Another less common type of arrhythmia is bradycardia (too slow a heart rate) sometimes leading to episodes of asystole (a pause in the heart beat) wherein your heart just stops beating altogether for as long as the oxygen content of the blood stays under a critical level (usually a few seconds at a time).  It's unclear how sleep apnea might increase the risk of arrhythmias, but the increase in blood pressure may play a big role.

Despite the seriousness of the heart rhythm abnormalities described above, no definitive link between sleep apnea and sudden cardiac death has been established.

Coronary artery disease

Coronary artery disease is caused by the gradual buildup of fatty deposits in your coronary arteries (atherosclerosis). As the deposits (plaques) slowly narrow your coronary arteries, your heart muscle receives less blood. Eventually, diminished blood flow may cause chest pain (angina), shortness of breath or other symptoms. A complete blockage can cause a heart attack. Sleep apnea may increase your risk of coronary artery disease because of the swings in blood pressure that occur during sleep apnea. This, combined with dips in oxygen levels in your blood, might make your blood vessels more susceptible to damage.

Stroke

A stroke occurs when the blood supply to a part of your brain is interrupted or severely reduced, depriving brain tissue of oxygen and nutrients. Within a few minutes, brain cells begin to die. It's thought that the association of sleep apnea with atrial fibrillation and damage to your blood vessels, possibly caused by blood pressure and oxygen changes from sleep apnea, might make you more prone to a stroke.

How to prevent cardiovascular disease associated with sleep apnea?

Get evaluated for sleep apnea

Seek an evaluation from an accredited sleep center if your snoring is loud enough to disturb your sleep or that of others, you experience shortness of breath that wakes you up, you experience excessive daytime sleepiness, or your partner says that you stop breathing during sleep. If you have heart disease and any of the above apply to you, getting evaluated for sleep apnea may be especially important.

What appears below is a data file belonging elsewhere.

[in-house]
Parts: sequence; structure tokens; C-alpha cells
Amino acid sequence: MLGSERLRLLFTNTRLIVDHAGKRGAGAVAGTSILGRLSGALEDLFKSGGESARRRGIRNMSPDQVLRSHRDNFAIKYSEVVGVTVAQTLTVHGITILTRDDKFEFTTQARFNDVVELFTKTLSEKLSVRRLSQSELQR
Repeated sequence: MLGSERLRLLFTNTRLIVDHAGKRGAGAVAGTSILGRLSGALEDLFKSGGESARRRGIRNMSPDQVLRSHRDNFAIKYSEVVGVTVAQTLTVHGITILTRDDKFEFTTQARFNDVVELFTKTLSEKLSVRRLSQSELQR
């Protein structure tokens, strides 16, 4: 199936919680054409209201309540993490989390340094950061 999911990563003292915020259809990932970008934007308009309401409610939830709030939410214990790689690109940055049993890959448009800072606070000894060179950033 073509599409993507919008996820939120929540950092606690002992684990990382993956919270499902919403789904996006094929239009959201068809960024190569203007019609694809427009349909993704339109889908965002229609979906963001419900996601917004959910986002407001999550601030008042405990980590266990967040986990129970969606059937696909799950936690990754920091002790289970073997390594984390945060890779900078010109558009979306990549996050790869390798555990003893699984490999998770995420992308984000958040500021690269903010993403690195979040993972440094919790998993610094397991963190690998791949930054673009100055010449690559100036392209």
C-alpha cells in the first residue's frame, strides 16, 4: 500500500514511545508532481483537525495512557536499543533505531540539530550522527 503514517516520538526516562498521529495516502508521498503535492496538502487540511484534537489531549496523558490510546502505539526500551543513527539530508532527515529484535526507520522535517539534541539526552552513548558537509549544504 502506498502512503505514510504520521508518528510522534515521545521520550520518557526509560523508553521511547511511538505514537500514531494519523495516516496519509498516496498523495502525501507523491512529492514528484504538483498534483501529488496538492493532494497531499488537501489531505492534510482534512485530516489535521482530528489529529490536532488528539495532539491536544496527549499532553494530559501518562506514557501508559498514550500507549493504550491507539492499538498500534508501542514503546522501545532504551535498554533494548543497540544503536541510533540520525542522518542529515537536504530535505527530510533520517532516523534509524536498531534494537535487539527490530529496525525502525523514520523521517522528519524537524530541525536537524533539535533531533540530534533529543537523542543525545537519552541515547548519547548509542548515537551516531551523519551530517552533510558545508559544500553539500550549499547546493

Most accredited, qualified sleep centers are run by physicians specialized in Pulmonary Medicine (Pulmonologists or "Lung Doctors") with additional training in diagnosis and treatment of sleep disorders.

Try simple preventive measures

Sleeping on your side, weight loss and avoiding alcohol before bed are all proven steps you can take to reduce sleep apnea. Sometimes dental devices that keep the jaw stable during sleep can help milder cases of sleep apnea.

Consider continuous positive airway pressure (CPAP)

If you have moderate to severe sleep apnea, you may benefit from a machine that delivers air pressure through a mask placed over your nose while you sleep. With CPAP (SEE-pap), the air pressure is increased just enough to keep your upper airway passages open, preventing apnea and snoring. Current CPAP devices are user-friendly and well-tolerated, especially if fitted to your individual needs by the sleep disorders specialist.

Be vigilant if you have sleep apnea

You should carefully monitor your health, such as regularly checking your blood pressure if you have sleep apnea. Also, if you ever experience chest pain or palpitations after waking up at night, get checked out.

At Florida Heart Group we are very aware of the link between sleep apnea and heart disease and frequently refer patients for evaluation and therapy of this condition as part of a comprehensive approach to treatment of heart disease.

If you or someone you love have been diagnosed with sleep apnea and wonder whether it has had any cardiovascular consequences we will be glad to help you detect early and treat them appropriately before they cause any permanent damage to your health.

To learn more or to contact our practice, please call 407.894.4474 to request an appointment.